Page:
A former World Bank official and Afghanistan’s first finance minister in the immediate post-Taliban period, President Ashraf Ghani’s talks with the Pakistani leadership during his recent visit to Islamabad, understandably, had a large economic component. One hopes our official economic managers have taken the hint. This is a window of opportunity that Pakistan must make the most of without losing time and try at the earliest to turn, what has remained over the last 35 years, a ‘free terror area’, into a ‘free trade area’.
But before taking a deeper look into the pros and cons of setting up a free trade area straddling the Durand Line, let us take a quick look at the current situation. The current trade between Afghanistan and other countries is estimated to be more than $5 billion a year. And despite being a terror-infested area, the Durand Line crossing could not prevent Pakistan from becoming Afghanistan’s biggest trading partner, clocking over 25 per cent share of all its imports and more than 33 per cent share of all its exports. Trade in goods smuggled into Pakistan once constituted a major source of revenue for Afghanistan. Many of the goods that were smuggled into Pakistan had originally entered Afghanistan from Pakistan under the Afghan Trade and Transit Agreement. Pakistan clamped down on the types of goods permitted duty-free transit in 2003, and introduced stringent measures and labels to prevent such practices. The two countries recently signed into law a new Afghan-Pak Trade and Transit Agreement (APTTA), which allows their shipping trucks to transit goods within both nations. A revised US-sponsored APTTA allows Afghan trucks to transport exports to India via Pakistan through the Wagah crossing point, but this clause of the agreement has remained inoperative so far. About 500 shipping containers of trade goods enter Afghanistan via the Torkham and Wesh-Chaman border crossings on a daily basis. The Afghan Customs Department (ACD) has started using an automated system for customs data. By March 2015, the ACD will also install systems for real time monitoring of customs operations and cross-border custom-to-custom data exchange with neighbouring countries.
The main exports of Afghanistan include opium, fruits and nuts, hand-woven carpets, wool, cotton, hides and pelts, as well as precious and semi-precious gems. Its imports include machinery and other capital goods, food, textiles and petroleum products. The Afghan economy has always been agricultural. The country is known for producing some of the finest vegetables and fruits, especially pomegranates, apricots, grapes, melons, mulberries and pistachio, but it currently lacks proper marketing and processing plants. Wheat and cereal production is Afghanistan’s traditional agricultural mainstay. The northern regions around Mazar-e-Sharif are the home range for the Karakul sheep.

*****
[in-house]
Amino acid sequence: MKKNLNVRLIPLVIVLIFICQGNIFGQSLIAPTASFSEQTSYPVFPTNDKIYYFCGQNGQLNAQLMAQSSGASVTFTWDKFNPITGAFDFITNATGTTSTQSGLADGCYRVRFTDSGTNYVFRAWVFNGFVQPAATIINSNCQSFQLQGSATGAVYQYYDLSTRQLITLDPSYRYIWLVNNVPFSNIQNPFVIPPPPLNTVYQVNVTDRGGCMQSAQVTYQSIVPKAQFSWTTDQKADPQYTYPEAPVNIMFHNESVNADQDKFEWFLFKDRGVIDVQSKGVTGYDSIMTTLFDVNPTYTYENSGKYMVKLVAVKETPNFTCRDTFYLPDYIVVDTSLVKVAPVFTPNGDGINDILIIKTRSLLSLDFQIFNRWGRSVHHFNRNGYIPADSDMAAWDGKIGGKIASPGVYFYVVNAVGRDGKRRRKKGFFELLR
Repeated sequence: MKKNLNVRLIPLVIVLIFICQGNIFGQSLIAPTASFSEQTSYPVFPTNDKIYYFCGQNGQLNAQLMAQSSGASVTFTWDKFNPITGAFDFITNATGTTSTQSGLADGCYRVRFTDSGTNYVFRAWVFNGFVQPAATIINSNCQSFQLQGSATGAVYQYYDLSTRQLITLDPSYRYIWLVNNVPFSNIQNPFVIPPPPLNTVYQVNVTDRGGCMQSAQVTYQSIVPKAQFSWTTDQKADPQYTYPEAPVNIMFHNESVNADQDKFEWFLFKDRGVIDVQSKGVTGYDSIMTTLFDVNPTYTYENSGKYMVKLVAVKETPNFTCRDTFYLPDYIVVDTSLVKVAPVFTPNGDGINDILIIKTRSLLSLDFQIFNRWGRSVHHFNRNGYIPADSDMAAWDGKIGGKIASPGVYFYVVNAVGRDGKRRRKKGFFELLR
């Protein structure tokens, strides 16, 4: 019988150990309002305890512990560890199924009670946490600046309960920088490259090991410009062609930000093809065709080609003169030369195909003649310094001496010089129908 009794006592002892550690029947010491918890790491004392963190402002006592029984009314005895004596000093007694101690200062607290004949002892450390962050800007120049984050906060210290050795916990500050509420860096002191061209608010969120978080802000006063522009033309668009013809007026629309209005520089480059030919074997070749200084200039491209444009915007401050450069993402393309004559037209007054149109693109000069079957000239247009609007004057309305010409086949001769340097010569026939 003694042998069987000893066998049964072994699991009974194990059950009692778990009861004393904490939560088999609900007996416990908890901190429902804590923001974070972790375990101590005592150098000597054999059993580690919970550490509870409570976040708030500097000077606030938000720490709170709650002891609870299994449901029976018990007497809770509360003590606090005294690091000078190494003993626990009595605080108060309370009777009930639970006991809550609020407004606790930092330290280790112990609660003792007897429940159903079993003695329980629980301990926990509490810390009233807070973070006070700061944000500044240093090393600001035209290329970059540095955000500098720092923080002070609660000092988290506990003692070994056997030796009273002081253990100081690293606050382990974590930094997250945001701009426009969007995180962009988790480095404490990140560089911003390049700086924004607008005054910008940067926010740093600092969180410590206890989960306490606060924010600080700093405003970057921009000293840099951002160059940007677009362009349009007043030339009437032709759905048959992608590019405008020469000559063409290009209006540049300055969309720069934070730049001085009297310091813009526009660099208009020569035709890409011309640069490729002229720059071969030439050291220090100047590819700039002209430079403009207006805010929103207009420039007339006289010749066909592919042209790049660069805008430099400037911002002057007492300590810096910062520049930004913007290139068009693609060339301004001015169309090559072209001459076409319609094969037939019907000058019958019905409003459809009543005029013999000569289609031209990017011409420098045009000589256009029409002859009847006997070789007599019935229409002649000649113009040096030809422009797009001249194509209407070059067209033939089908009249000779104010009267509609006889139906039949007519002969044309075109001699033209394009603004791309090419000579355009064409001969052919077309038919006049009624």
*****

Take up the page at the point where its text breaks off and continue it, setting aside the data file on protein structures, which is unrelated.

Afghanistan is also endowed with a wealth of natural resources, including extensive deposits of natural gas, petroleum, coal, marble, gold, copper, chromite, talc, baryte, sulphur, lead, zinc, iron ore, salt, precious and semi-precious stones, many rare earth elements, coloured stones and gemstones, emerald, ruby, sapphire, garnet, lapis, kunzite, spinel and tourmaline. Some believe that the untapped minerals are worth at least $3 trillion. Kabul signed a copper deal with China (Metallurgical Corp. of China Ltd.) in 2008, involving investment of $2.8 billion by China. In December 2011, Afghanistan signed an oil exploration contract with the China National Petroleum Corporation for the development of three oilfields along the Amu Darya River.
And now let us see how a free trade area can be established across the Durand Line. A free trade area is the region encompassing a trade bloc, whose member countries have signed a free trade agreement. Free trade agreements eliminate tariffs, import quotas and preferences on most (if not all) goods and services traded between the member countries. The best example of such an agreement between two asymmetrical countries, signed between Sri Lanka and India, is based on the negative list approach, under which each country extends tariff concessions/preferences to all commodities except those on the negative list. For designing a win-win free trade agreement between a small country like Afghanistan and a relatively bigger one, like Pakistan, one would need to take the asymmetry between the two into account and build special and differential treatment for the relatively smaller country through a longer negative list, a longer trade liberalisation schedule and favourable rules of business.
Published in The Express Tribune, November 19th, 2014.